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Does tidal exhaled nitric oxide reflect mucosal airway inflammation in infants?
  1. L Pekka Malmberg1,
  2. Kristiina Malmström1,
  3. Anne Kotaniemi-Syrjänen1,
  4. Harry Lindahl2,
  5. Merja Kajosaari2,
  6. Markku Turpeinen1,
  7. Tari Haahtela1,
  8. Sejal Saglani3,
  9. Andrew Bush3,
  10. Peter K Jeffery3,
  11. Anna S Pelkonen1,
  12. Mika J Mäkelä1
  1. 1Department of Allergy, Helsinki University Central Hospital, Helsinki, Finland
  2. 2Hospital for Children and Adolescents, Helsinki University Central Hospital, Helsinki, Finland
  3. 3Lung Pathology, Department of Gene Therapy, and Respiratory Pediatrics, Imperial College at the Royal Brompton Hospital, London, UK
  1. Correspondence to Dr L Pekka Malmberg, Department of Allergy, Helsinki University Central Hospital, PO Box 160, Helsinki 00029 HUS, Finland; pekka.malmberg{at}hus.fi

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Exhaled nitric oxide (FENO) has been proposed as a surrogate of airway inflammation in asthma. The measurement of FENO may be important to distinguish conditions characterised by eosinophilic inflammation from those which are non-eosinophilic, the former being more likely to respond to steroid treatment. Studies in adults and school-aged children have shown that FENO levels correlate to some extent with airway mucosal eosinophilia quantified in endobronchial biopsies.1 2 However, no such studies exist in infants. In this observational study, we assessed whether infants with recurrent respiratory symptoms, in whom bronchoscopy had been undertaken for clinical evaluation, showed evidence of a relationship between mucosal airway inflammation quantified in endobronchial biopsies and levels of FENO measured during tidal breathing.

The study consisted of 36 infants, aged between 3.4 and 25.9 months, referred for clinical evaluation of recurrent lower respiratory tract symptoms (wheeze, cough and dyspnoea), and who underwent both FENO measurement and bronchoscopy with an endobronchial biopsy specimen suitable for assessment of inflammatory cells. None had received corticosteroids within 8 weeks of the assessment. The study was approved by the local ethics committee, and written informed consent was obtained from parents. Details of patient characteristics, methods, statistical analyses and results are available as supplementary material online.

During tidal breathing, infants inspired room air with ambient NO <10 ppb, exhaled air was collected with a face mask placed over the infants' mouth and nose, and the fraction of NO was analysed offline with a chemiluminescence analyser (FENO,TB). Using transmission electron microscopy, the numbers of subepithelial eosinophils, neutrophils, mast cells, plasma cells, and lymphomononuclear cells, identified by their ultrastructure, were determined in ultrathin sections obtained from the endobronchial biopsies.3 As there are no reference data in normal healthy infants, we used an arbitrary classification based on the median count of each cell line (<50th percentile=low; ≥50th percentile=high). Non-parametric tests were used to compare FENO,TB and biopsy data.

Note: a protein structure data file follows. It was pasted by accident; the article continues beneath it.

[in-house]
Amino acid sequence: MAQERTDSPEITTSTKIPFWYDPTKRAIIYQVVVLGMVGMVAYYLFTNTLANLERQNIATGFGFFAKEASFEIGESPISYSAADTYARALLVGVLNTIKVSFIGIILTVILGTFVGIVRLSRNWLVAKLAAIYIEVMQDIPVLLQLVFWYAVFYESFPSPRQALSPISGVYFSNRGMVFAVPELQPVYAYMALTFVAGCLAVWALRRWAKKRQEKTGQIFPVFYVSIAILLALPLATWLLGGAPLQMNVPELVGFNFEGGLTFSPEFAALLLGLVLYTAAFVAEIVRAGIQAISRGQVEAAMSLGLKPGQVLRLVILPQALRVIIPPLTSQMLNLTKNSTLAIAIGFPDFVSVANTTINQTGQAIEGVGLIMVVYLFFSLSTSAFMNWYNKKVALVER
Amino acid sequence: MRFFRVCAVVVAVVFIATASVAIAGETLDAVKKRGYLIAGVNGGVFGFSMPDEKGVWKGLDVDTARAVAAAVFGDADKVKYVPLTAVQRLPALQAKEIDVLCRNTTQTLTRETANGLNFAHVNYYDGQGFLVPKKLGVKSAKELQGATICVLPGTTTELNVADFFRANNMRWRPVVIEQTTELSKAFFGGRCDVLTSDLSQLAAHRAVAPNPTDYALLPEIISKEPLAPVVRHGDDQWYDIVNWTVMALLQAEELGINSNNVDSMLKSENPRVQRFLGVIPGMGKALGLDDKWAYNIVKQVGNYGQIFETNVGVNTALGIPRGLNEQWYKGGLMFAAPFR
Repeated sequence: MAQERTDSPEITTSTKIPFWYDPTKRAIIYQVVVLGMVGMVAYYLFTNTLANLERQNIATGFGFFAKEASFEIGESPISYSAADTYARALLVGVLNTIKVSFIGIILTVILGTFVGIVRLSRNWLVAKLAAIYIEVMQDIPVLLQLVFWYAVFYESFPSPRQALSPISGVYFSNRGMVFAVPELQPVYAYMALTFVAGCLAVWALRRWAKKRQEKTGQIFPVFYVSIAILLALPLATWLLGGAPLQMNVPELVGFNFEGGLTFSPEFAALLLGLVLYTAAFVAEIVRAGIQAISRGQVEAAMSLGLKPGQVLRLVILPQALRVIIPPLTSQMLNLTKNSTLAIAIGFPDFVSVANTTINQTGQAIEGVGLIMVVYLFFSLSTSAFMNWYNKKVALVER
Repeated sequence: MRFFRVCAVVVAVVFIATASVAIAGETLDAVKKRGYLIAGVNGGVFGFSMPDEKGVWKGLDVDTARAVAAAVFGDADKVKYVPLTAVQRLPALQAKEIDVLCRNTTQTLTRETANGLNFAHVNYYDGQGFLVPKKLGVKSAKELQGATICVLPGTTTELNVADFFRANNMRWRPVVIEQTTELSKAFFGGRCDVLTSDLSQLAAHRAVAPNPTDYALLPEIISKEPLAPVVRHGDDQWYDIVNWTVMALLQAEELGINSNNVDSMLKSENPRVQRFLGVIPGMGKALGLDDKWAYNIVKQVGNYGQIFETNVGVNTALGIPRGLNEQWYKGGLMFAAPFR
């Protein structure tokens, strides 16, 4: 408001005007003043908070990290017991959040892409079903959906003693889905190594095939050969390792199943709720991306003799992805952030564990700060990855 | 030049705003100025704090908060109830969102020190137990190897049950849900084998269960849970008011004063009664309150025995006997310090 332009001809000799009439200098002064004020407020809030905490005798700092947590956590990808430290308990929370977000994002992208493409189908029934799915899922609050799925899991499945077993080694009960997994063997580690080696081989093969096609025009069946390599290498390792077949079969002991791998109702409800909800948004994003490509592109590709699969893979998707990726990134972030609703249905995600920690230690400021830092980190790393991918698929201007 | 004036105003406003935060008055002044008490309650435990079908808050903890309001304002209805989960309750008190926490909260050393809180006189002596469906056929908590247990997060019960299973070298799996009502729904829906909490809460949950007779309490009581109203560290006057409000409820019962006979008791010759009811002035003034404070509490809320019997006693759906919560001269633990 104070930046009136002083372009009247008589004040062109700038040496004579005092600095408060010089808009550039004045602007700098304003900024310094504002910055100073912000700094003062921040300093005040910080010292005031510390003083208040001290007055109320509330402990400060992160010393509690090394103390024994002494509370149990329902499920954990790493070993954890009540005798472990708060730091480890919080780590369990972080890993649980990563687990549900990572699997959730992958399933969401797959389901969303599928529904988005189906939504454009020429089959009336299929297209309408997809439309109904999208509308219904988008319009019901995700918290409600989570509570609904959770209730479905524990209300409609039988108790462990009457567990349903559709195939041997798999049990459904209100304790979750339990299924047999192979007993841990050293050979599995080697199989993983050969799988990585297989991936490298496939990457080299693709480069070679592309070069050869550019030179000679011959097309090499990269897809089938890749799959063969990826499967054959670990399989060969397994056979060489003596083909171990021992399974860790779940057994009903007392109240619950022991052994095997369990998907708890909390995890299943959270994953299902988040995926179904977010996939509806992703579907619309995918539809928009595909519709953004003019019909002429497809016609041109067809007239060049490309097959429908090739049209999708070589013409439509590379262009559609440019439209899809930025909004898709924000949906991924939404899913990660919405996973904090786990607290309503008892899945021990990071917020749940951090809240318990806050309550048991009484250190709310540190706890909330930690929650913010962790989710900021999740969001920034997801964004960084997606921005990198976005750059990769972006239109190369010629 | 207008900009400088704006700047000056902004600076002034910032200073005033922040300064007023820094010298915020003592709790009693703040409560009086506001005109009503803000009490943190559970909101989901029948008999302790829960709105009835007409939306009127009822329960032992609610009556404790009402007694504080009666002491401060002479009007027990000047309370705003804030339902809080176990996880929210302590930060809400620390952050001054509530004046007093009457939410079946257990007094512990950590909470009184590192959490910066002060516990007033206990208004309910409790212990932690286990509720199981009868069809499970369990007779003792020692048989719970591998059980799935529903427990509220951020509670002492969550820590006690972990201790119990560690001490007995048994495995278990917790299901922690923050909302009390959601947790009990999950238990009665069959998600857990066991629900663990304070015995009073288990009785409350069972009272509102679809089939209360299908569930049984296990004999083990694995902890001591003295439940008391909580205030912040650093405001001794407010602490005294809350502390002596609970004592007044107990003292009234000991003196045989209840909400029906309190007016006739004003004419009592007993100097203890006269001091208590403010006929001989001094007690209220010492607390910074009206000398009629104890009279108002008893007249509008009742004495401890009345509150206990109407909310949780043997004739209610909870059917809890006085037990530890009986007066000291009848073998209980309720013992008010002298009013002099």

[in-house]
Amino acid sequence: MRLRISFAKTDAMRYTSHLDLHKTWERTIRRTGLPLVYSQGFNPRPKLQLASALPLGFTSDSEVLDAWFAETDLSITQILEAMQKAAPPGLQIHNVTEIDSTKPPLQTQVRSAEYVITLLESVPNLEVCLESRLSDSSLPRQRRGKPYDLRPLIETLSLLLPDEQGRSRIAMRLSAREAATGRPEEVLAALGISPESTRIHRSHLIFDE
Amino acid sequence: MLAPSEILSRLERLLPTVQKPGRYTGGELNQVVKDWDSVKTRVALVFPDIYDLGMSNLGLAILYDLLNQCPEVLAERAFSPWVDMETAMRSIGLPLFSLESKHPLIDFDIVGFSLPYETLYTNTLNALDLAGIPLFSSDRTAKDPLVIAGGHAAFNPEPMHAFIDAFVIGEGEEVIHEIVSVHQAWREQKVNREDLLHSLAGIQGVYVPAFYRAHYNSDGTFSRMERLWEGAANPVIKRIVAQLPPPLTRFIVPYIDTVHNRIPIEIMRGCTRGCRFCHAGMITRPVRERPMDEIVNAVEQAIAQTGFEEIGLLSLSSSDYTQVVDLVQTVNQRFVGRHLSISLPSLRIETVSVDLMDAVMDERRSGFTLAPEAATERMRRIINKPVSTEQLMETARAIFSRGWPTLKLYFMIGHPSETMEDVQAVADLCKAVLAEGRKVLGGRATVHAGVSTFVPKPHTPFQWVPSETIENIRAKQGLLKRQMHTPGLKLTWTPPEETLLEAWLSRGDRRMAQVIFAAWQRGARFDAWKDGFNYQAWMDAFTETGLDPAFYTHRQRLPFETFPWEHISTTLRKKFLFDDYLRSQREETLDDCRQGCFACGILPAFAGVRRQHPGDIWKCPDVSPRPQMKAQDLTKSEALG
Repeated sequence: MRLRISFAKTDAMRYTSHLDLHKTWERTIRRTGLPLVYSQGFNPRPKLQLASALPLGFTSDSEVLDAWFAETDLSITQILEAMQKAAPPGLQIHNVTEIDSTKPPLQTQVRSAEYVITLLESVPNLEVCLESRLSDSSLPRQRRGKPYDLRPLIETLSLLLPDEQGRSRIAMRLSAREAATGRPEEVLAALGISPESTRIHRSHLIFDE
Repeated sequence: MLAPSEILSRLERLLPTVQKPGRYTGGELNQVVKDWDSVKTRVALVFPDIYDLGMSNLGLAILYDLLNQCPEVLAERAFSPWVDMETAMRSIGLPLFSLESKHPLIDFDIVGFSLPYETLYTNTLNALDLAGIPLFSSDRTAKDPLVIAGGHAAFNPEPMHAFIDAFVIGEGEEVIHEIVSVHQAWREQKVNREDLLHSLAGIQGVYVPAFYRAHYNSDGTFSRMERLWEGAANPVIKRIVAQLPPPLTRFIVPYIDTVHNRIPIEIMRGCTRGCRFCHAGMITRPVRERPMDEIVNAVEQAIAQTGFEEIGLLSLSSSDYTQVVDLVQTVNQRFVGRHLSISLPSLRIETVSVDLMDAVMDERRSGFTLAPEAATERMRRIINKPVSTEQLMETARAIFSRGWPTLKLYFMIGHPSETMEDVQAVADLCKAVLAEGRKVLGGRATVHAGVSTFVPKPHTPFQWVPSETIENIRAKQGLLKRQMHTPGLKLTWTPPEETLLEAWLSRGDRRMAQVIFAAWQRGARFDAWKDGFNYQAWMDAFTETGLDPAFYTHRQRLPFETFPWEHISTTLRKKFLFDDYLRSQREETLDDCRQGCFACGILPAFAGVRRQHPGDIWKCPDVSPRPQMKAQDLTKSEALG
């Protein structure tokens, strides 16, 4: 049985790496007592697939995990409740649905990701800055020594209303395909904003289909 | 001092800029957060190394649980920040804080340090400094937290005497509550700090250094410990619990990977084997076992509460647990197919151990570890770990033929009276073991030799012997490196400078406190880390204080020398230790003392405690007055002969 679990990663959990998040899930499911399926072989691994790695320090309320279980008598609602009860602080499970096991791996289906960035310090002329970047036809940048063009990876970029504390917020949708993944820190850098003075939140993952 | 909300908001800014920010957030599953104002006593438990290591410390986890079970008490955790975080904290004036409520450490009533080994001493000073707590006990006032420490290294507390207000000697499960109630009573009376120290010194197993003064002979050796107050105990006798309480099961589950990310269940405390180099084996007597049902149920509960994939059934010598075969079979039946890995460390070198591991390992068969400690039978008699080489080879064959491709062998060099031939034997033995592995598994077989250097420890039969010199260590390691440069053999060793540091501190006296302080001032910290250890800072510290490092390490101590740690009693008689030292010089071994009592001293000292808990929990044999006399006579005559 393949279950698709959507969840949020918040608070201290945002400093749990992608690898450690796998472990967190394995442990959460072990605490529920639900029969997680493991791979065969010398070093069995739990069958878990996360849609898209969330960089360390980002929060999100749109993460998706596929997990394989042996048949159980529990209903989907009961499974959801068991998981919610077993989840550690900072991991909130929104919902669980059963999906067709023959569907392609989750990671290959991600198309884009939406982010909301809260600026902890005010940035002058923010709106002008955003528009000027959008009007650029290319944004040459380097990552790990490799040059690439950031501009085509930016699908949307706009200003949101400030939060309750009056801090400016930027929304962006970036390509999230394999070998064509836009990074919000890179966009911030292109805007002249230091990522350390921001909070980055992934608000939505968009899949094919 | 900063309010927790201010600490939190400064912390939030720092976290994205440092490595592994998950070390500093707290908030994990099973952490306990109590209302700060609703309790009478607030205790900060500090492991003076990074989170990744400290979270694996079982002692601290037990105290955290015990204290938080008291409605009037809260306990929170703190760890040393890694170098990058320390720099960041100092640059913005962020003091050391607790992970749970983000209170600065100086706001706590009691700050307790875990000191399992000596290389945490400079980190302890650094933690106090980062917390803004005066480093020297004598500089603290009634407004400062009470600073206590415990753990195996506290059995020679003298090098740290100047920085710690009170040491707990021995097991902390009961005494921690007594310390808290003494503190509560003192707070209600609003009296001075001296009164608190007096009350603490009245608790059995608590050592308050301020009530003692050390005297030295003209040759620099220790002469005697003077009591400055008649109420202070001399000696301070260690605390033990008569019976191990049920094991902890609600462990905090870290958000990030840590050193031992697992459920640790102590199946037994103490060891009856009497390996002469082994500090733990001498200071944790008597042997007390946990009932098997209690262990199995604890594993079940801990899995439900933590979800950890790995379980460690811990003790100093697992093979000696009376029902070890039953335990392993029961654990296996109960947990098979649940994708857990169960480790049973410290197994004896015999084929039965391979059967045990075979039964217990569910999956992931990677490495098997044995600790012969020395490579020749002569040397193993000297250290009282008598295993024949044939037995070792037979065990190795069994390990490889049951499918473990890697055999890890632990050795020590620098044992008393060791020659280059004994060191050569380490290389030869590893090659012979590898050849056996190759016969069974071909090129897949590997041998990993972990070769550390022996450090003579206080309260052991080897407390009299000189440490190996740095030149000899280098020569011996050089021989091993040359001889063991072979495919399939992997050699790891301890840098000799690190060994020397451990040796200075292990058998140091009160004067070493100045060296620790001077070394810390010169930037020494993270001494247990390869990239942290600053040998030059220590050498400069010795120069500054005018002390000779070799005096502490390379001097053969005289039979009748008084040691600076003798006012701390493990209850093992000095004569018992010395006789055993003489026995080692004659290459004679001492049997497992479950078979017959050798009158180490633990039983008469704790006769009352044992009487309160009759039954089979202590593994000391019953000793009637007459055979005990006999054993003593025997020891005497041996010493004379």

The median FENO,TB was 15.7 ppb (range 3.0–68.7 ppb). Eosinophils were infrequent and accounted for an average of 0.2% of the total inflammatory cells, without any significant association with FENO,TB. However, in the subgroup of atopic infants (n=15), median FENO,TB was slightly higher in those with eosinophils in the biopsy (26.7 ppb) than in those without (14.7 ppb, p=0.08). Infants with high counts of neutrophils or plasma cells had significantly lower levels of FENO,TB (figure 1).

Figure 1

Distribution of exhaled NO levels by the endobronchial cell counts of eosinophils, neutrophils, mast cells and plasma cells. Low=count <50th percentile; high=count ≥50th percentile.

This is the first biopsy study in infants that explores the relationship between FENO,TB and inflammatory cell phenotypes. We acknowledge the limitation that the sample size of infants in whom endobronchial biopsy was undertaken is small, but ethical considerations render bronchoscopic studies difficult to perform at this age. Techniques to measure FENO in infants also differ from those used in older children and adults. Sampling of exhaled air during normal tidal breathing with offline measurement of NO is the most practical method, but FENO,TB may be confounded by variations of tidal flow and ambient as well as upper airway NO.

We conclude that in infants with recurrent respiratory symptoms, measures of FENO,TB do show associations with components of bronchial mucosal inflammation. However, the paucity of eosinophils in our infant biopsies makes it difficult to ascertain whether there is a relationship between FENO,TB and mucosal eosinophilia in this age group, as seen in older children and adults with asthma. Only the results in atopic infants favoured an association between FENO and eosinophils. Thus, although it seems unlikely that FENO,TB would be a useful predictor of corticosteroid responsiveness in unselected infants with severe recurrent respiratory symptoms, its usefulness in selected infants with recurrent wheeze remains to be studied further.

References

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Footnotes

  • Funding Sigrid Juselius Foundation, Finland; Allergy Research Foundation, Finland; Finska Läkaresällskapet), Finland; Nummela Sanatorium Foundation, Finland; AstraZeneca, Finland; Asthma UK and BMA-the James Trust, UK.

  • Competing interests None.

  • Ethics approval This study was conducted with the approval of the Ethics committee of Helsinki University Central Hospital.

  • Provenance and peer review Not commissioned; externally peer reviewed.

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